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September 17, 2008

Deputy Mayor Lieber's Answers Raise More Questions About Atlantic Yards

Develop Don't Destroy Brooklyn is focusing in on two comments made by NYC's Deputy Mayor for Economic Development (link) that seem to set the stage for more governmental assistance for Bruce Ratner's controversial Atlantic Yards project, in conjunction with further delays of the most highly touted benefit, affordable housing:

The NY Observer's Eliot Brown interviewed Deputy Mayor for economic development Robert Lieber. Mr. Lieber had some interesting things to say about Bruce Ratner's Atlantic Yards project:

Q: With Atlantic Yards, the developer wants more subsidy to build an arena and housing complex in Brooklyn. Is the city open to that?

A: We look at Atlantic Yards as an important project, and one of the things that we try and do in accommodating future growth is to try to do it around transit nodes, and that’s a prime transit node there, so we’re very, very supportive of getting that project under way. There are a number of ways we’re trying to help them do that. Obviously, we have budget concerns and budget issues that we have to be very mindful of.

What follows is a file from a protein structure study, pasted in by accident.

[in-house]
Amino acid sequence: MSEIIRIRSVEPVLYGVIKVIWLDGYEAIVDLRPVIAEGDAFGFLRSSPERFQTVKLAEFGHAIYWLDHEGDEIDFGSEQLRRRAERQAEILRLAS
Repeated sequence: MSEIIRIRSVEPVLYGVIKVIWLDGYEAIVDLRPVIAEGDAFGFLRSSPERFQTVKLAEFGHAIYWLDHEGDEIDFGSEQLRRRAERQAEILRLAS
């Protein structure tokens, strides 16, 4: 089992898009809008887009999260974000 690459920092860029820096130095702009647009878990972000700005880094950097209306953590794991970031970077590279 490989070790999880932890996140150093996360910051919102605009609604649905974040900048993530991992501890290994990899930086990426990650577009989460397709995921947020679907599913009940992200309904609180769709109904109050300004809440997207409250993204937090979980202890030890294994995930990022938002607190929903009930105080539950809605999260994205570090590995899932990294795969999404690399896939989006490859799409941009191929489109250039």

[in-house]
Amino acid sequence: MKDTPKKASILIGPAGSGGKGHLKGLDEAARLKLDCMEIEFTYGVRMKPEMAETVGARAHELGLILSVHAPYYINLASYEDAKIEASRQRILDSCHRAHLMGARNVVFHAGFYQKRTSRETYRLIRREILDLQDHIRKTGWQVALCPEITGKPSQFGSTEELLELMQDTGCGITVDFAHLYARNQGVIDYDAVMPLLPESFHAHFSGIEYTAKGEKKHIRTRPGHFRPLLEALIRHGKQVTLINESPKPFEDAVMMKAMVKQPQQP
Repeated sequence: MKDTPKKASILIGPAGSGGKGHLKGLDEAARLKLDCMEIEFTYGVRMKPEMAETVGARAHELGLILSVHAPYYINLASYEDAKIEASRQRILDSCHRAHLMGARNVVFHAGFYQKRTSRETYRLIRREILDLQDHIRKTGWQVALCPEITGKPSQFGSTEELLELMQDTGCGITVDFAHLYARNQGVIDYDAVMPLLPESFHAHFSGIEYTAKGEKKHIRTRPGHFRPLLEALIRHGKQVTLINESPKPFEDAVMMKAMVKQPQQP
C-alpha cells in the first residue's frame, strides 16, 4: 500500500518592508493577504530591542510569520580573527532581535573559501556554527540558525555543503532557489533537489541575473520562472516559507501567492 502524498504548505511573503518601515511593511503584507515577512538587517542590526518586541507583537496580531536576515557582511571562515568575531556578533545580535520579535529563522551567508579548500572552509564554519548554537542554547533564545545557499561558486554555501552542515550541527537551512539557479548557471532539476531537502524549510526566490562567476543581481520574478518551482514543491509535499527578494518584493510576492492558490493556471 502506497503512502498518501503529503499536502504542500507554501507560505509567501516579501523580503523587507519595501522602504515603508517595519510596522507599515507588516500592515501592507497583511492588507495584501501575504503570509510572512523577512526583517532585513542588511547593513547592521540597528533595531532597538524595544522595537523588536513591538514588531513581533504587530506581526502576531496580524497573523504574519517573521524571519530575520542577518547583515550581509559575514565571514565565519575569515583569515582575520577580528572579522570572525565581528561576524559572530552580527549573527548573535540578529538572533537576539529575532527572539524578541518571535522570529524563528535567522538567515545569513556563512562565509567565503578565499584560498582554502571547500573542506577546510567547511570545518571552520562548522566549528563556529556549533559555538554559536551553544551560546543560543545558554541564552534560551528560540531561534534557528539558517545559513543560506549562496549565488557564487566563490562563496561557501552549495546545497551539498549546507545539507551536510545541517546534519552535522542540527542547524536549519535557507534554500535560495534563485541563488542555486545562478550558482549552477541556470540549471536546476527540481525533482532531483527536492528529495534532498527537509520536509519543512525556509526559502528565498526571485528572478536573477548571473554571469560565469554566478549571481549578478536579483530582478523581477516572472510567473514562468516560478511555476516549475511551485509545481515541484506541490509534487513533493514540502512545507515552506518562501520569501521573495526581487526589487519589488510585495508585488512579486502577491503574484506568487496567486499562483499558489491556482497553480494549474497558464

That sounds like a hedge—much like Mayor Bloomberg's hedge last week—that the city may be trying to pave the way to heap more taxpayer subsidies on Bruce Ratner's folly, which is already subsidized the hilt.

The interview continues.

Q: Do you think it will ever be built out in full, to 6,400 apartments?

A: Sure. What I would say is that we want to create the conditions so that can happen. The market will determine when that happens.

(Emphasis added)

Atlantic Yards Report, Essentially undermining Ratner's pledge, Deputy Mayor says market will determine AY timetable

Norman Oder analyzes Lieber's comments:

Lieber's realistic answer, however, clashes with the assertion by developer Bruce Ratner that "We anticipate finishing all of Atlantic Yards by 2018."

It also backs up the neighborhood and civic groups challenging the stated 2016 Build Year in the Atlantic Yards environmental review; they contend that a ten-year timetable--however realistic from a construction sense--does not comport with the reality of a megaproject, and the state should've studied impacts over a longer period.

We'll see if Lieber's comments are raised in the appellate argument today.

Posted by lumi at September 17, 2008 7:31 AM